Last week I was confused. My friend Katie said in an interview with a reporter that she often feels "invisible." I was confused because I think of Katie as one of the most visible people I know. It has taken me a while to unravel this paradox. I used to think that feeling "invisible" meant that no one noticed you. But in fact, earlier in the fall Katie told me about how often people notice her and stop her on the street. Over and over, people offer her shoes.
Katie appreciates all of the people who are kind enough to offer her shoes. But she is tired of having the same conversation again and again. The conversation when she explains to a stranger on a chilly fall day that she doesn't like shoes. That she prefers what she calls "living in the wild."
So many people have offered her shoes over the years that she finally decided to use thread and a needle to avoid these conversations. She just completed a patch for her hat that says "Please don't offer me shoes." The attention that Katie gets for her bare feet does not make her feel visible. In fact, this kind of attention may even intensify her feelings of invisibility because people are focusing on her poverty and her difference.
One of the only times Katie doesn't feel invisible is when she is painting in an art group on Wednesday afternoons. Katie is currently homeless. She is around my age. She hasn't had stable housing for a while. She is living on a porch and is thankful because she has a "place to exist." She told me, "I spent a long time fighting for my right to exist everywhere I went."
I have known Katie for about a year or so, and she often amazes me. She is incredibly talented and thoughtful. Her paintings sometimes inspire me. Her paintings sometimes scare me. Her paintings make me think.
My career goal is to help Katie and other invisible individuals get some positive attention. I first began working with homeless individuals seven years ago, and I remember the volunteer coordinator encouraged me to follow the "strengths-based approach." This powerful idea challenged me to focus on the positive. It helped me notice things.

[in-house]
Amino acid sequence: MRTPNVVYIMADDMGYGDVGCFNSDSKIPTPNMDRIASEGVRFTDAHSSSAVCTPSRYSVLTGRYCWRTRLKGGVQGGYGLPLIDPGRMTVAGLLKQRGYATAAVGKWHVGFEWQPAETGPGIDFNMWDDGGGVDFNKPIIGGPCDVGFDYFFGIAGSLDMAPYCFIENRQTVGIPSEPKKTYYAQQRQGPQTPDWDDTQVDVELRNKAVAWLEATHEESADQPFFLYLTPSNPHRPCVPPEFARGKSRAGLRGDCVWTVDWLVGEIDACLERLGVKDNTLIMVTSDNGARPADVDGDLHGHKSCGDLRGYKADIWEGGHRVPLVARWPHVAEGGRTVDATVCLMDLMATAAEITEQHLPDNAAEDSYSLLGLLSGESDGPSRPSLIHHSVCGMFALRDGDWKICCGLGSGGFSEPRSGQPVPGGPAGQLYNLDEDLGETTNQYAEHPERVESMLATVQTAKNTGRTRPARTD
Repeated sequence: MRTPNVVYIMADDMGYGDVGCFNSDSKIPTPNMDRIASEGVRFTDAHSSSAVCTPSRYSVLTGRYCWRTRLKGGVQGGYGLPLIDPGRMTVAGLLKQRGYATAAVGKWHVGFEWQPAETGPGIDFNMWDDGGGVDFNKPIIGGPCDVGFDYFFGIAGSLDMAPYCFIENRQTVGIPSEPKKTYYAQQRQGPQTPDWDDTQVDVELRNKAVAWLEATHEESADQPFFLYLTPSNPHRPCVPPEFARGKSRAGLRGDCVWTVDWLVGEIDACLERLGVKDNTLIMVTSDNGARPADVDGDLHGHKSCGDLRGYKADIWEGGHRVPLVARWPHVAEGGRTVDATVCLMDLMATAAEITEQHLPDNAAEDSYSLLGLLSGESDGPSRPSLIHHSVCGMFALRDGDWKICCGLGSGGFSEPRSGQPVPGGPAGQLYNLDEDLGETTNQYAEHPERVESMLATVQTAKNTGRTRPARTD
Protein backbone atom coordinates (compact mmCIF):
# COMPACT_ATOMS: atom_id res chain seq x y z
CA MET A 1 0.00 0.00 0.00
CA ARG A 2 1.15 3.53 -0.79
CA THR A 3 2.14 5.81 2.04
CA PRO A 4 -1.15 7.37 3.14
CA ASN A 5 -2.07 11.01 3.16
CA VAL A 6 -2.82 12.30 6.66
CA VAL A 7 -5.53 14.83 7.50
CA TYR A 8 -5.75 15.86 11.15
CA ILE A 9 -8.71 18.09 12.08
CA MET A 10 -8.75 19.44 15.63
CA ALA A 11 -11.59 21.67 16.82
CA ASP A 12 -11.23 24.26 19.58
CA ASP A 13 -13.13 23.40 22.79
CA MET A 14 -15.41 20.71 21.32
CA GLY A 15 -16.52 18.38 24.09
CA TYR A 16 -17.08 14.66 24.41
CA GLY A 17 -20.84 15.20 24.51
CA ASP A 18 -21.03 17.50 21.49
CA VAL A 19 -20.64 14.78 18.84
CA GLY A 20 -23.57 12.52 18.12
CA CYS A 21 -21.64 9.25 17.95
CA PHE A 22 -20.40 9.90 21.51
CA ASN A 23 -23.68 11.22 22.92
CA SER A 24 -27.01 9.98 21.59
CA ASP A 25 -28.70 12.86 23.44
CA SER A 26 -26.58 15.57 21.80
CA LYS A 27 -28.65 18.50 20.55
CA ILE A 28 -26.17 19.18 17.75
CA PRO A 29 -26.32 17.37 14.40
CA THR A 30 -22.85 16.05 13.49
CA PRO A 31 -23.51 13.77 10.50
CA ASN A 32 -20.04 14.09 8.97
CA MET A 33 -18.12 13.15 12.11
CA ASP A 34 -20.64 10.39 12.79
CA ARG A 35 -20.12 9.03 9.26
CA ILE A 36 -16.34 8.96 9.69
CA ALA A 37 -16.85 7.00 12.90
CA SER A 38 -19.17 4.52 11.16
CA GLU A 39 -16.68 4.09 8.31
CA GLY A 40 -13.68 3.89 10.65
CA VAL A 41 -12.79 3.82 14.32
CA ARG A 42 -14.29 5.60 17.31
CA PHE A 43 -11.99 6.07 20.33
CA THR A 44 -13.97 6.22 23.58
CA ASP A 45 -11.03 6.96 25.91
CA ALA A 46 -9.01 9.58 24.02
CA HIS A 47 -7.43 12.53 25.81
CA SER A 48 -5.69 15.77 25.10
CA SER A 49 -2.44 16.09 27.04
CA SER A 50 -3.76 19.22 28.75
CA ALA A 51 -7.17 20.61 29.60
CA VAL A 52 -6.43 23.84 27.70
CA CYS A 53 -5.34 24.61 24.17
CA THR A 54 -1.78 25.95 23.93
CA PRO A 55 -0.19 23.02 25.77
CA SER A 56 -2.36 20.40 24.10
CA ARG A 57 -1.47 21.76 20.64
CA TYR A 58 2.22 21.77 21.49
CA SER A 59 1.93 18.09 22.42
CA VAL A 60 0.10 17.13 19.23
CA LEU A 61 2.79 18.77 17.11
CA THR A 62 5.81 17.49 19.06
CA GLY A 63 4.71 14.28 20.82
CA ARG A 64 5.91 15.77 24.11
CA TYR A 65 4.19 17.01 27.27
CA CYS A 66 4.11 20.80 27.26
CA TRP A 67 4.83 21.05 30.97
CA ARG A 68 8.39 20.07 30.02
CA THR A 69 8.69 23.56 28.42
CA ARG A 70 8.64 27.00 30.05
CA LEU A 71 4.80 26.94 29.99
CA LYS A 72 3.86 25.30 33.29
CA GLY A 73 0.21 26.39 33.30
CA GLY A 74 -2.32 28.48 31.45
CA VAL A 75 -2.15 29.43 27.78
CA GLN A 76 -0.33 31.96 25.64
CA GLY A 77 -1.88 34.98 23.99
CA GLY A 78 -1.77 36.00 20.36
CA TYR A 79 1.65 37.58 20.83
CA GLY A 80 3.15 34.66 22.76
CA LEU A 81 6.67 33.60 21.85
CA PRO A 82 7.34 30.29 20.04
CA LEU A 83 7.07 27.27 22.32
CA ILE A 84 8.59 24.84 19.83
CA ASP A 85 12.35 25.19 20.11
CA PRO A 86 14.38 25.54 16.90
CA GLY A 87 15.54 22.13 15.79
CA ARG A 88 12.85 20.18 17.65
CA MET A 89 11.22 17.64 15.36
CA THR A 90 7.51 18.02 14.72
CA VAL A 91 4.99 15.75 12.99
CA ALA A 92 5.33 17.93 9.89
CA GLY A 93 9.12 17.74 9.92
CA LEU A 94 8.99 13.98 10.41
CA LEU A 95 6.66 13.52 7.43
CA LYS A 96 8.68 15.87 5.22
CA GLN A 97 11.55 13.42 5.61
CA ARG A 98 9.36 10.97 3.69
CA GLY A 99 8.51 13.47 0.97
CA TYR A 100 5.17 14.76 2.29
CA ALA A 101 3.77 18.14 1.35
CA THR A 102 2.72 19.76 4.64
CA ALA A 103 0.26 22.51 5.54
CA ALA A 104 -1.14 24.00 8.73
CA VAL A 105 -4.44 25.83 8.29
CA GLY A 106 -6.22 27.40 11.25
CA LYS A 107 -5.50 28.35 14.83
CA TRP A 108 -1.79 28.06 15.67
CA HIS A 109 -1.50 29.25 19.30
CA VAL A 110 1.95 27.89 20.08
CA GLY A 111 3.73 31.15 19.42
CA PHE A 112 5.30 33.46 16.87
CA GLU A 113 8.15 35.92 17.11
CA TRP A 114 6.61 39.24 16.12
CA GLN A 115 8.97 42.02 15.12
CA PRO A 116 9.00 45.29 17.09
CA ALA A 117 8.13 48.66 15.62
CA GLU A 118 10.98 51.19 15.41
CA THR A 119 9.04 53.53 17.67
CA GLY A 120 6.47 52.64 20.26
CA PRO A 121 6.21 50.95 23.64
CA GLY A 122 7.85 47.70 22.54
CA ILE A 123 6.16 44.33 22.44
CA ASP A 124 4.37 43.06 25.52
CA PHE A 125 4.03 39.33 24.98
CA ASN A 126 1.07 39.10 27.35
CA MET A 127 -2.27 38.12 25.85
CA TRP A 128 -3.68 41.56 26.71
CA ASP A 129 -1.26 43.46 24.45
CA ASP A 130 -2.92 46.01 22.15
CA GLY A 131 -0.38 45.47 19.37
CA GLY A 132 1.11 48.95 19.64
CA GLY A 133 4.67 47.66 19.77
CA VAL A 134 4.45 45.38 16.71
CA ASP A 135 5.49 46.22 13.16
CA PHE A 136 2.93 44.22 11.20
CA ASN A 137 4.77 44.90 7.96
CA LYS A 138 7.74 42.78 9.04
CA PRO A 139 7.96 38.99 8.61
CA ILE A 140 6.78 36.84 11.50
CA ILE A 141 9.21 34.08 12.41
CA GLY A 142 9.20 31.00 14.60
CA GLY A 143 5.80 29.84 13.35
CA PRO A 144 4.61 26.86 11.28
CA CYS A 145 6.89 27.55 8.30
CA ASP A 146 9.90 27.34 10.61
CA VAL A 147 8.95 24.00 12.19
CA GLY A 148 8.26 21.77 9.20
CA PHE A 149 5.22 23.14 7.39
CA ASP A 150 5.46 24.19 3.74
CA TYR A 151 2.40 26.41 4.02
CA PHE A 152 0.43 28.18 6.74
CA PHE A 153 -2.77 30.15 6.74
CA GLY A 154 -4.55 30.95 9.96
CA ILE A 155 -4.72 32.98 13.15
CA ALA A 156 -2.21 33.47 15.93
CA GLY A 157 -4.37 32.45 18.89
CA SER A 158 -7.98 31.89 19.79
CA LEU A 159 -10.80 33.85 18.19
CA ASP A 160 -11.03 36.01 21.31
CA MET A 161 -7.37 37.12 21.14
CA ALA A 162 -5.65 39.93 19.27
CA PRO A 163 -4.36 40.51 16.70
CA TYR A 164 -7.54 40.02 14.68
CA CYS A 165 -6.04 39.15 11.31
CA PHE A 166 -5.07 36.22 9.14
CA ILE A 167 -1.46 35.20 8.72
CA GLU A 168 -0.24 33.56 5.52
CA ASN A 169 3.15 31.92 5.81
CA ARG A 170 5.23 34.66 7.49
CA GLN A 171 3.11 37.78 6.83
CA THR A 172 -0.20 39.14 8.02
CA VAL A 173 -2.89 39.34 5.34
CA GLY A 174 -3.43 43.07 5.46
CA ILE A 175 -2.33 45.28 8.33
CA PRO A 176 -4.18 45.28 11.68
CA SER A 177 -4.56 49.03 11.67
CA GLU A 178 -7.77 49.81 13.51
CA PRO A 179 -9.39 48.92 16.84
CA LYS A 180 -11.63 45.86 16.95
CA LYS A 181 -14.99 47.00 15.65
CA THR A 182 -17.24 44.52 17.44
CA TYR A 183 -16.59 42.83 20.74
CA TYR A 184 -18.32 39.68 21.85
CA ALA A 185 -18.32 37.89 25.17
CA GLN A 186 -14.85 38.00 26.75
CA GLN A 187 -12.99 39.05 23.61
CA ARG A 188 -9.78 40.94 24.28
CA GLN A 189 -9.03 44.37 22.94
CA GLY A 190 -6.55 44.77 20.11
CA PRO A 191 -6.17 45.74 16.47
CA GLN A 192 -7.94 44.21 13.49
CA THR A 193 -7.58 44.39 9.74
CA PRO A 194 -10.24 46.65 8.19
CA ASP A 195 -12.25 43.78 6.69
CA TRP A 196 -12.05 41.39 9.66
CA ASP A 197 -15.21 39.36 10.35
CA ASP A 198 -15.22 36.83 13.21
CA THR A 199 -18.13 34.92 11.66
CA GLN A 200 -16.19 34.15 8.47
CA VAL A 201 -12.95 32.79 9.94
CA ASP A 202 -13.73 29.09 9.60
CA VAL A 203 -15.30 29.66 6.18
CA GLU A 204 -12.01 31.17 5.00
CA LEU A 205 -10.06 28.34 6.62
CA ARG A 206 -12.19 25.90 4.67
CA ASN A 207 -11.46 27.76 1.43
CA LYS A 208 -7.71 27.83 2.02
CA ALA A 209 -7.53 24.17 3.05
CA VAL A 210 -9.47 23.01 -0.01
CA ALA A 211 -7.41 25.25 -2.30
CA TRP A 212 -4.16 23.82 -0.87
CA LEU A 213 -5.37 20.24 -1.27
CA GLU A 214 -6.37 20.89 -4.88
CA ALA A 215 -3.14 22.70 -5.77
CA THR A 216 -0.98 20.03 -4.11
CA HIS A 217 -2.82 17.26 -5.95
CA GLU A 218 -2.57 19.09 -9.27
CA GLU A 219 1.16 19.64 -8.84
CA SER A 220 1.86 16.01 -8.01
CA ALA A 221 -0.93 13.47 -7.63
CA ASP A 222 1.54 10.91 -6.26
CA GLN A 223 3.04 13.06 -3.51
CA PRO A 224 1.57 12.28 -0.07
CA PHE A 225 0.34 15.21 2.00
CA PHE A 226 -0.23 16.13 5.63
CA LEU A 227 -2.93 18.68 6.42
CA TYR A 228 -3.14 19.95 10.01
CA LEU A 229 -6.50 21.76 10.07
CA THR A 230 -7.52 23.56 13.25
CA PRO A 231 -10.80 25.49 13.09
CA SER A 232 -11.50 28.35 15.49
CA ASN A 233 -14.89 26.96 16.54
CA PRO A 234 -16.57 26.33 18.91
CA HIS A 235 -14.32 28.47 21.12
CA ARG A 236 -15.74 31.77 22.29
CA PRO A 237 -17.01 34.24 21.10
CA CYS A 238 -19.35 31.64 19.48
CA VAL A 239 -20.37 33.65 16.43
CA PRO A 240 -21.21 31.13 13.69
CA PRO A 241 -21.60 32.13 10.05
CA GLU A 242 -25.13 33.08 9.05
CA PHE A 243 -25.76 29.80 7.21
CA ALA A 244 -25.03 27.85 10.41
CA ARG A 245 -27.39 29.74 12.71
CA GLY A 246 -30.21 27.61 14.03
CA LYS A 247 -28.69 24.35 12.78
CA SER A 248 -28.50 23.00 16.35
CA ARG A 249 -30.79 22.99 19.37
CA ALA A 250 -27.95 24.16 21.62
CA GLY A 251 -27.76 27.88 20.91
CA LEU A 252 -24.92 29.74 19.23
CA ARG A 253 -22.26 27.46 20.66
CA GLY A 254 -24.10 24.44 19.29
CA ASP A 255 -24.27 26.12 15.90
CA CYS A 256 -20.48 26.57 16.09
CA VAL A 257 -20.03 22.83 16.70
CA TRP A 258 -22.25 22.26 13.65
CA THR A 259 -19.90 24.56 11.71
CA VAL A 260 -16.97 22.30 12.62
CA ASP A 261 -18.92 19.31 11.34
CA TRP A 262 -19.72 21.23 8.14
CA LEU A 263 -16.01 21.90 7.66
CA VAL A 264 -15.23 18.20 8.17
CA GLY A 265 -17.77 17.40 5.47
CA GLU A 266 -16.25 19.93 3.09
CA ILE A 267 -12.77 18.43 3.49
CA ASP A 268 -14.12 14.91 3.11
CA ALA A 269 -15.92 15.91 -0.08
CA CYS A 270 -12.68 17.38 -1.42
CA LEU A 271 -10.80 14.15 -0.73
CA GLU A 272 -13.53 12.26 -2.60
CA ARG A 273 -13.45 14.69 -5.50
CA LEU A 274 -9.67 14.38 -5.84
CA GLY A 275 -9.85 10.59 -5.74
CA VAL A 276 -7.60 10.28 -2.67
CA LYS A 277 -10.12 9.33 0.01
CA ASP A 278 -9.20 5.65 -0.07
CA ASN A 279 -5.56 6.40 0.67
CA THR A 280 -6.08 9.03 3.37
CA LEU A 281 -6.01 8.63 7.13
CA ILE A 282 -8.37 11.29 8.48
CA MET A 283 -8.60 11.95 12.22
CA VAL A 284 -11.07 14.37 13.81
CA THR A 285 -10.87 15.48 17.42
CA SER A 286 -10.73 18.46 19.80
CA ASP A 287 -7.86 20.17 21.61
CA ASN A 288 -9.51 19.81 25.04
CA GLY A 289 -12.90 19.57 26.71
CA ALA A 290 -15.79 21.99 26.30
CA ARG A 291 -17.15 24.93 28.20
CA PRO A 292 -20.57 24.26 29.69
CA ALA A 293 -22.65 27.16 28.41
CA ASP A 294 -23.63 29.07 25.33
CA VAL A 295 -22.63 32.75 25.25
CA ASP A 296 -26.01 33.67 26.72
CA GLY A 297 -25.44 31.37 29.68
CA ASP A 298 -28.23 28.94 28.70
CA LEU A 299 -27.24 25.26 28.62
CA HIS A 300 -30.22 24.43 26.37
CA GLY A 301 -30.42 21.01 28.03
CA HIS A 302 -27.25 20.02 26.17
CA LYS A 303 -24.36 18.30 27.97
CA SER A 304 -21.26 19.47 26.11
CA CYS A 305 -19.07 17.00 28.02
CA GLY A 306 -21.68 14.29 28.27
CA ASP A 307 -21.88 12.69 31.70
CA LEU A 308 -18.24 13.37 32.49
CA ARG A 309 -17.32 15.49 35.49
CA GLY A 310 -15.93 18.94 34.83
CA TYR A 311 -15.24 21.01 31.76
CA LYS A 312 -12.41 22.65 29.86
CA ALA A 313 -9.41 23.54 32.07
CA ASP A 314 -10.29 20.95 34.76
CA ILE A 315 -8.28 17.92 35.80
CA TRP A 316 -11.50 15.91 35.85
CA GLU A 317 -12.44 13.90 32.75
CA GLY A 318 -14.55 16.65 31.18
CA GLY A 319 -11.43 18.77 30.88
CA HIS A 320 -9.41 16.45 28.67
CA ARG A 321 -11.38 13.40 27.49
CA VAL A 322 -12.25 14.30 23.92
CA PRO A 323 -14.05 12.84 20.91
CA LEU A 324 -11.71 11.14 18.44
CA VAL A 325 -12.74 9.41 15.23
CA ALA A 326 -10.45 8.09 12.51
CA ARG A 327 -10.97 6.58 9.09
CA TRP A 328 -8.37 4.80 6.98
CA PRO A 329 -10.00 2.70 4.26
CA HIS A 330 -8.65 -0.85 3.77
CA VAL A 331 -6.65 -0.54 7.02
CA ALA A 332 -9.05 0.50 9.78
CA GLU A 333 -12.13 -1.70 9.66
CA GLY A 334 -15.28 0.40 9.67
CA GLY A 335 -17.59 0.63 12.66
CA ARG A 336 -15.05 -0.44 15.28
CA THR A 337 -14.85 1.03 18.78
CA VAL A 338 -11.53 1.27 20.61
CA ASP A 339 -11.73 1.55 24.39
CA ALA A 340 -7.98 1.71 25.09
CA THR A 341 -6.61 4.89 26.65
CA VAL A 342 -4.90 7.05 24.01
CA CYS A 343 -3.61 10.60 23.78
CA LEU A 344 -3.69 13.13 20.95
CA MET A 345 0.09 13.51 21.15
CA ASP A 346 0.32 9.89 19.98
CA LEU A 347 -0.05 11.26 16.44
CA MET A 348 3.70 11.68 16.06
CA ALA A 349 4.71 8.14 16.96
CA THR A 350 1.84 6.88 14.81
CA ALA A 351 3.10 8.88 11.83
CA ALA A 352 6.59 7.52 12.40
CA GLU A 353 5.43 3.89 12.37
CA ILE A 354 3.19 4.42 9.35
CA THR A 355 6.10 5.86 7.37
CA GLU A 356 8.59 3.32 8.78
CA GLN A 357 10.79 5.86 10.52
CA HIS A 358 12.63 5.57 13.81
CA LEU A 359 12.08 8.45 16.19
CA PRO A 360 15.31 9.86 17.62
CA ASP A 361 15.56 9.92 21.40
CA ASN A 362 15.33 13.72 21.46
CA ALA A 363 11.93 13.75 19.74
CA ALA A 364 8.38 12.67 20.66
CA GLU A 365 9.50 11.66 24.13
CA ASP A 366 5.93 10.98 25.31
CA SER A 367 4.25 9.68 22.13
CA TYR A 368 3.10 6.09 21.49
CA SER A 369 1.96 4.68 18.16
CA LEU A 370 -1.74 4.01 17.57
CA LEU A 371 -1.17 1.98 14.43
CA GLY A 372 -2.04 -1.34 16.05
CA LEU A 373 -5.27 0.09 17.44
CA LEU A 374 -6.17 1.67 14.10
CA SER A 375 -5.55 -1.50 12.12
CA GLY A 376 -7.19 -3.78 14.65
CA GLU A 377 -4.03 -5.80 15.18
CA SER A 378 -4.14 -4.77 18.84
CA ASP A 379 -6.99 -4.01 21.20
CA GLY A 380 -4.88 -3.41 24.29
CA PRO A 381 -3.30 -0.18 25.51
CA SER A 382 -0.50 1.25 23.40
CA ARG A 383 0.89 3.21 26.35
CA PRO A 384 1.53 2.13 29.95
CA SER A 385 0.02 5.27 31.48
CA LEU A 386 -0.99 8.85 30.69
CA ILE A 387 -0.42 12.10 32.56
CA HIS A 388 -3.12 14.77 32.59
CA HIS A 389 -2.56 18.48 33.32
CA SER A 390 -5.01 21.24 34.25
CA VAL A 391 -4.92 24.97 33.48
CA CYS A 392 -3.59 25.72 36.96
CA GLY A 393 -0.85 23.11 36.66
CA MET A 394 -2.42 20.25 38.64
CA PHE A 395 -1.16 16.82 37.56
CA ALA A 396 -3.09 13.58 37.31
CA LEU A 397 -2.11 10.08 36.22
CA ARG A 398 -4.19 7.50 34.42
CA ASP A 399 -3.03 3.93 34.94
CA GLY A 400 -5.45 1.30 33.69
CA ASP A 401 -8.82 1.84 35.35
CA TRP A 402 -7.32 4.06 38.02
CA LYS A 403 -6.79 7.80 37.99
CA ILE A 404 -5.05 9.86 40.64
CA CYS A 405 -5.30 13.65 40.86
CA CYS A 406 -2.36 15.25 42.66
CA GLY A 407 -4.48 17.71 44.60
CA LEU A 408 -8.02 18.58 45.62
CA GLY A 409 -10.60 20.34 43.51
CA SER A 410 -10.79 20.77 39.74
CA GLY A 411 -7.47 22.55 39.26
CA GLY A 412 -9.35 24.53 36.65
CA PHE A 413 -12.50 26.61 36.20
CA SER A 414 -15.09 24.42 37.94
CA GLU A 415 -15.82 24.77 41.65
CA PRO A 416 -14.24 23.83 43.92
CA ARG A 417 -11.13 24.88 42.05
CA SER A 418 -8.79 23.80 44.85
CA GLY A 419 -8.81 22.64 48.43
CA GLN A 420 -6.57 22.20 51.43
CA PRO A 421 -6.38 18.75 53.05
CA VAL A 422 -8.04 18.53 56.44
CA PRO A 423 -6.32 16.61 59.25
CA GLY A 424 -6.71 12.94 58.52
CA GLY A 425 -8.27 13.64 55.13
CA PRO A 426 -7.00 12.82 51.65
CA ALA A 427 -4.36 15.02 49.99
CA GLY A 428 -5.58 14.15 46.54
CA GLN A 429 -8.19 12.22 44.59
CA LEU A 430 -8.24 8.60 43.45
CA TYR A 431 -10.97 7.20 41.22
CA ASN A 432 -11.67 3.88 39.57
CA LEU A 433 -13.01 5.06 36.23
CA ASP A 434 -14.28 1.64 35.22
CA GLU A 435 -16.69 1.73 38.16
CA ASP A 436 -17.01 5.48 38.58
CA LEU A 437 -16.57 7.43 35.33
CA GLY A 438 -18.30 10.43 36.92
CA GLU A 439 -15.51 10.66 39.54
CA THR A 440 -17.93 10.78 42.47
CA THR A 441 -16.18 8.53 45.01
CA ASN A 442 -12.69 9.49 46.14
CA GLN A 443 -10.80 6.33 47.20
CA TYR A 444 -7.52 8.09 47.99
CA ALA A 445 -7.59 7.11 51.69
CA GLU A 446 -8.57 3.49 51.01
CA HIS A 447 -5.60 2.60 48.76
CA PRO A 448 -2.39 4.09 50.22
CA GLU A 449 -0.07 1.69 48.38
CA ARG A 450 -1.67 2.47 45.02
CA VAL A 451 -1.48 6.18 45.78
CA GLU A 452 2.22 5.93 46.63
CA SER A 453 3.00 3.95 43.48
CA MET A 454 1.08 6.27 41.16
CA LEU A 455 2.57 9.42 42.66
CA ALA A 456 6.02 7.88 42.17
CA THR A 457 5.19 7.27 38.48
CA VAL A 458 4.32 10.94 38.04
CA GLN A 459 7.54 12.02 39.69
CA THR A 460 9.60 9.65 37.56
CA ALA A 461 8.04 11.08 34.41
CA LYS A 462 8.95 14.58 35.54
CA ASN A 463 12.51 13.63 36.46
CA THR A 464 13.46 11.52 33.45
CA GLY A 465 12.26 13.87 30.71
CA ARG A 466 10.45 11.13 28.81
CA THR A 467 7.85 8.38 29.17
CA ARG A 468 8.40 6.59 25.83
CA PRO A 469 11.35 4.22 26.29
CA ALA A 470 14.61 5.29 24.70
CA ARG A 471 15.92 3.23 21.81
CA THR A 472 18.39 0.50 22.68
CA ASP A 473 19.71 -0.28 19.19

Instead of exclusively dwelling on the fact that people do not happen to have housing at the moment, why not focus on their talents? Their ability to write poetry. Their listening skills. The concept really stuck with me. It is central to my career choice and my daily life.
Since I graduated from Harvard College, I have been both creating and collaborating with art programs in homeless shelters. While running art groups in shelters, I have worked with many people who have suffered unimaginable pain. One artist had recently escaped 30 years of domestic violence when she came to her first painting group. She was slowly gaining confidence and learning to overcome her past. I had studied social problems in the abstract through coursework at Harvard but had no true understanding of the pain she felt.
I developed simple techniques to empower the women who participated in the art groups. I hugged everyone when they entered or left the group. I told goofy stories. I listened. I made jokes. I encouraged. I shared my palette. Each day we built a stronger community of trust.
Whenever a woman said that she did not know what to paint, I would tell her to paint "hope." Through my art groups, I helped women build strength, realize their talents, and develop more self-confidence. In other words, marginalized individuals slowly felt more visible as they created more art.
During the process of creating art groups, I worked with a wide range of people including ex-convicts, recovering drug addicts, and disabled individuals. After running an annual art show for three years, I realized that there is a need to offer a year-round marketplace for marginalized artists. There are thousands of art groups across the country in disability centers, homeless shelters, and hospitals where artists create amazing work. These artists need a bridge to share their work with the community.
On November 29, 2013, my brother Spencer Powers and I founded ArtLifting, a social enterprise that empowers homeless, disabled and ill artists through the celebration and sale of their work. As ArtLifting grows stronger, artists like Katie finally feel appreciated for their talents. Artists like Katie finally receive attention for their strengths instead of their differences. Artists like Katie become more visible.
Author's Note: At the time this article was written, Katie was experiencing homelessness. Her situation has recently changed, and she has secured stable housing.